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MID will deliver 60% of usual water amid continued drought - Energy And Water Development Corp

MID will deliver 60% of usual water amid continued drought


The Modesto Irrigation District will deliver about 60% of its usual water this year because of the persistent drought.

The district board voted 5-0 Tuesday morning for this allotment from the Tuolumne River. It affects about 58,000 acres of farmland, as well as a treatment plant that eases reliance on groundwater in Modesto and a few other towns.

MID is in relatively good shape as California’s drought enters its third year. The Turlock Irrigation District, which also diverts from the Tuolumne, has not yet set a 2022 allotment for its nearly 150,000 acres.

MID and TID both provided about 80% of the usual water last year. They can endure droughts thanks to strong river rights and the vast capacity of Don Pedro Reservoir.

The same goes for the Oakdale and South San Joaquin irrigation districts on the Stanislaus River. Neither has set a 2022 allotment.

It was zero last year for some of the West Side districts served by the federal Central Valley Project. It plans to announce the 2022 supplies Wednesday.

‘Keep all of us alive and vibrant’

MID’s vote includes a program that allows farmers to shift part of their supplies to others along the canal system. Some might not need all of their water because, for example, they are fallowing land or have access to wells.

MID has used the Farmer to Farmer Delivery Program in dry years since 2014. Several growers urged the board Tuesday to make it permanent via another vote next month.

“The Farmer to Farmer transfer is what’s going to keep all of us alive and vibrant going through our drier yeas,” said John Boer, a customer west of Modesto.

MID will start its irrigation season Friday, several weeks early because of the extremely dry weather in recent weeks. January and February usually have storms that keep the soil moist, but none have come so far in 2022.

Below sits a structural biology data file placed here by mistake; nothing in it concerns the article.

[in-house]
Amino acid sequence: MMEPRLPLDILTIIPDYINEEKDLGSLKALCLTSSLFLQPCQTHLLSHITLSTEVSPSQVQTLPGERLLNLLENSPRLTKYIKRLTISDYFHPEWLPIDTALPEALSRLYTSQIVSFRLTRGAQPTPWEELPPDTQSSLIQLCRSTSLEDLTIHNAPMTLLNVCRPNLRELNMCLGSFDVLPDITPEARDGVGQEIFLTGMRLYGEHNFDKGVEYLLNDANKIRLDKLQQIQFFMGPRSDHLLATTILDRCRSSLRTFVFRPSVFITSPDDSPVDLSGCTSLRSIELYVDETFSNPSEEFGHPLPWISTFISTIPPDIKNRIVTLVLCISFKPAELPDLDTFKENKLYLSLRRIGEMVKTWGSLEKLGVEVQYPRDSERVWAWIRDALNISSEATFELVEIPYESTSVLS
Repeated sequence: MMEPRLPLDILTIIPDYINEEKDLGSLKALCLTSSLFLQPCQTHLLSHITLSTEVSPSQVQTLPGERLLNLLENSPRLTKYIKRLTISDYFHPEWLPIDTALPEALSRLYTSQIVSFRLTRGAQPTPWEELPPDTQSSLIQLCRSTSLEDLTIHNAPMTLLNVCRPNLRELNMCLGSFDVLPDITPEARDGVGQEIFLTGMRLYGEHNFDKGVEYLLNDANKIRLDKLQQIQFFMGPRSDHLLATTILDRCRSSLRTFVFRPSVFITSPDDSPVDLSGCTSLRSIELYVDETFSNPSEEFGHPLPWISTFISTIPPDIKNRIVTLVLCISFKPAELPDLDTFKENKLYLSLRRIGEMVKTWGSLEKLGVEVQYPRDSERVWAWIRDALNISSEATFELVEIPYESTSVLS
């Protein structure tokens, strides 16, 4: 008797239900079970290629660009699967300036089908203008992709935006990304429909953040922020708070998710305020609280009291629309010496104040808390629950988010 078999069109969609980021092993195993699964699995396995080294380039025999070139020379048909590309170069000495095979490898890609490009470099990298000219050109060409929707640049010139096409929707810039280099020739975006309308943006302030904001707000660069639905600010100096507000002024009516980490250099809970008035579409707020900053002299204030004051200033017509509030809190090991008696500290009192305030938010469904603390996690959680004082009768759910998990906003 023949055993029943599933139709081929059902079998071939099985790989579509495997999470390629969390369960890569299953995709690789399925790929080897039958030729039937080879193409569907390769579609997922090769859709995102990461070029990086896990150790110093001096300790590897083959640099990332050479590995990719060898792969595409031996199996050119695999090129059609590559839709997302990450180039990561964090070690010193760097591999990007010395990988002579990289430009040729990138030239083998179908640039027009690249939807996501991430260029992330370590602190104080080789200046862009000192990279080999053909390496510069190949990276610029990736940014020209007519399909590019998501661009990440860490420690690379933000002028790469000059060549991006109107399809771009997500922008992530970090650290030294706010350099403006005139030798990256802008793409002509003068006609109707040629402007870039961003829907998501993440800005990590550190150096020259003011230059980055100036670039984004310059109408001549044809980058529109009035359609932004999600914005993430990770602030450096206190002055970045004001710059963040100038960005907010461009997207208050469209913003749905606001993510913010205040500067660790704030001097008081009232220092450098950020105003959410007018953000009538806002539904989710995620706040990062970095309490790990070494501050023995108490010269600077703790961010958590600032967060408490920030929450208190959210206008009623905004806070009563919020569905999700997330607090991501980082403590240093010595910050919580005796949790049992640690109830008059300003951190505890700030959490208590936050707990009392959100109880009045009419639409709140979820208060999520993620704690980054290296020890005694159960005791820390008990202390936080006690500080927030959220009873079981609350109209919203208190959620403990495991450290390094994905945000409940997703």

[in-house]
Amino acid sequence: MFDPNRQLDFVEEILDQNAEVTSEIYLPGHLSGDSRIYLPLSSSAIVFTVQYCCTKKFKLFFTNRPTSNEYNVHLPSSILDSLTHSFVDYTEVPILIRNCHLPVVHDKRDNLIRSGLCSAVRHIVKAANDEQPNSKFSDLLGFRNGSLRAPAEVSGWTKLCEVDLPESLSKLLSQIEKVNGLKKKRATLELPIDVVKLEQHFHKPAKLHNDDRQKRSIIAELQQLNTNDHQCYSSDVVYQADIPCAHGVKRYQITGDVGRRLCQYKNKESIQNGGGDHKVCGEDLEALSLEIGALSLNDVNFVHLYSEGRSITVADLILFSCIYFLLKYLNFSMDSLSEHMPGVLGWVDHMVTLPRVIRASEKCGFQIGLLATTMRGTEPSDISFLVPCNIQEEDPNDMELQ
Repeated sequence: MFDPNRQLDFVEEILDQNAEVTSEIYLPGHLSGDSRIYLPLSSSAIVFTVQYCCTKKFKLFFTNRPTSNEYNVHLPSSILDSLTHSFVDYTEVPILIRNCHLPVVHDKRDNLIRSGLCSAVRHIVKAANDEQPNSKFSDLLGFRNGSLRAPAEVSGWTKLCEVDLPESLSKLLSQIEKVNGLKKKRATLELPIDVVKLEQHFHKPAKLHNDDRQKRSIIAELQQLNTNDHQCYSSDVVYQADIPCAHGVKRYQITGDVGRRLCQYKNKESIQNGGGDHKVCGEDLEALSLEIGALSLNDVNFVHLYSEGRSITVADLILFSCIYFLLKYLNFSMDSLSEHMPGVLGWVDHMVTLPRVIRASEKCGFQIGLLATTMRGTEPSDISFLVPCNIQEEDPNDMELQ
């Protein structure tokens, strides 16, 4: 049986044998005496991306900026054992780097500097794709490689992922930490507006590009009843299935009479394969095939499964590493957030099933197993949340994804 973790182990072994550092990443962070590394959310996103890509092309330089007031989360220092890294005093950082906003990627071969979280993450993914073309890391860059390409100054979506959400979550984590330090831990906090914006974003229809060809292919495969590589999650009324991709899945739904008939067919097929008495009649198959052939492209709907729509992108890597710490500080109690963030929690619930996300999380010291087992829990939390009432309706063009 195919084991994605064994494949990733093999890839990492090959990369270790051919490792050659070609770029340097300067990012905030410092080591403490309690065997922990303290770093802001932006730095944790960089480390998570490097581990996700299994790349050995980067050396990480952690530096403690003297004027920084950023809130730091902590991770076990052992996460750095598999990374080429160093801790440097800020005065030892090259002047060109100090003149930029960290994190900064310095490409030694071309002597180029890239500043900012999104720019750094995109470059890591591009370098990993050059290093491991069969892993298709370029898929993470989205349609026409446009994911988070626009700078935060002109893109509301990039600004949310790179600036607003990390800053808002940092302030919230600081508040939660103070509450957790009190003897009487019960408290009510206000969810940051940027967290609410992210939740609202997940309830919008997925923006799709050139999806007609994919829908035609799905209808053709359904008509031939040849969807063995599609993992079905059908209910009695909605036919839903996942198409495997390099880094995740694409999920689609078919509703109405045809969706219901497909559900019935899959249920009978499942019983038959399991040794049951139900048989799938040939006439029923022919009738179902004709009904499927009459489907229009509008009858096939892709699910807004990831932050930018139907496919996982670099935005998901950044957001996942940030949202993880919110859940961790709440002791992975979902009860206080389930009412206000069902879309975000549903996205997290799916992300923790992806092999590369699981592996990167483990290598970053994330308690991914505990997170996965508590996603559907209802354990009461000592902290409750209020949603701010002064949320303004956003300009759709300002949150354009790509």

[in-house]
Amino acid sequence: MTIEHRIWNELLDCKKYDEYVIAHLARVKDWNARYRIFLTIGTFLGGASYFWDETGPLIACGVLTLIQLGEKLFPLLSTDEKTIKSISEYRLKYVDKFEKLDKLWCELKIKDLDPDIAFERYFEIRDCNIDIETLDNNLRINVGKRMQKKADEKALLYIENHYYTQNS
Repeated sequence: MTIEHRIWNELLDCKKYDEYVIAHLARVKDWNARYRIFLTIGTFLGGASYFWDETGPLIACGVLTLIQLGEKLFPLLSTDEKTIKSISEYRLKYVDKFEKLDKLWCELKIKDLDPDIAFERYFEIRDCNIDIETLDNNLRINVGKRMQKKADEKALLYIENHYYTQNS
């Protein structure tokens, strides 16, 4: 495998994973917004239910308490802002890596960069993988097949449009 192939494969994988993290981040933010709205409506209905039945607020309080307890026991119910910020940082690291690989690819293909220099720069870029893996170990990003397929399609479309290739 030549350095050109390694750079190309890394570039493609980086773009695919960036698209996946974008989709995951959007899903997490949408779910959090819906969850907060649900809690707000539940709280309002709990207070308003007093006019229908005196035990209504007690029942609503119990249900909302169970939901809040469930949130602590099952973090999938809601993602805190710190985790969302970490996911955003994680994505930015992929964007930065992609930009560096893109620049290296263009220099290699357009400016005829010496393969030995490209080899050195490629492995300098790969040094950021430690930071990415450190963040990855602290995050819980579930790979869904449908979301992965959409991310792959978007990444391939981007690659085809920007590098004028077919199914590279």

The storm season started well with rain and snow in late October and an especially wet December. The snowpack in the Tuolumne watershed was about 160% of average as the calendar year ended.

The watershed was just 72% of average for Feb. 22, said Jason Word, irrigation field services manager, at the MID meeting. No storms are forecast over the next 16 days, he said.

30 vertical inches over season

MID will cap its farmers at 30 vertical inches of water over the irrigation season, which runs to mid-autumn. It delivered up to 36 inches last year, about 80% of what’s available in wetter times. The district got as low as 18 inches during the latter part of the 2012-16 drought, which was followed by the wettest year on record in 2017.

Word said the 2022 allotment is designed to leave enough carryover storage in Don Pedro to provide at least 30 inches next year.

The Merced Irrigation District might deliver just 12 inches this year because of low storage in McClure Reservoir. Its board could vote March 1 on how to use the Merced River supply.

Many users of the CVP on the West Side got zero water last year because of drought and fish protections in the Sacramento-San Joaquin Delta. The allotment was 75% for about a quarter-million acres with senior rights, stretching from Crows Landing to Firebaugh.

AA Wood Colony 03.JPG
MID canal runs through Wood Colony in Wood Colony, Calif., on Friday, June 12, 2020. Andy Alfaro aalfaro@modbee.com

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John Holland covers agriculture, transportation and general assignment news. He has been with The Modesto Bee since 2000 and previously worked at newspapers in Sonora and Visalia. He was born and raised in San Francisco and has a journalism degree from UC Berkeley.





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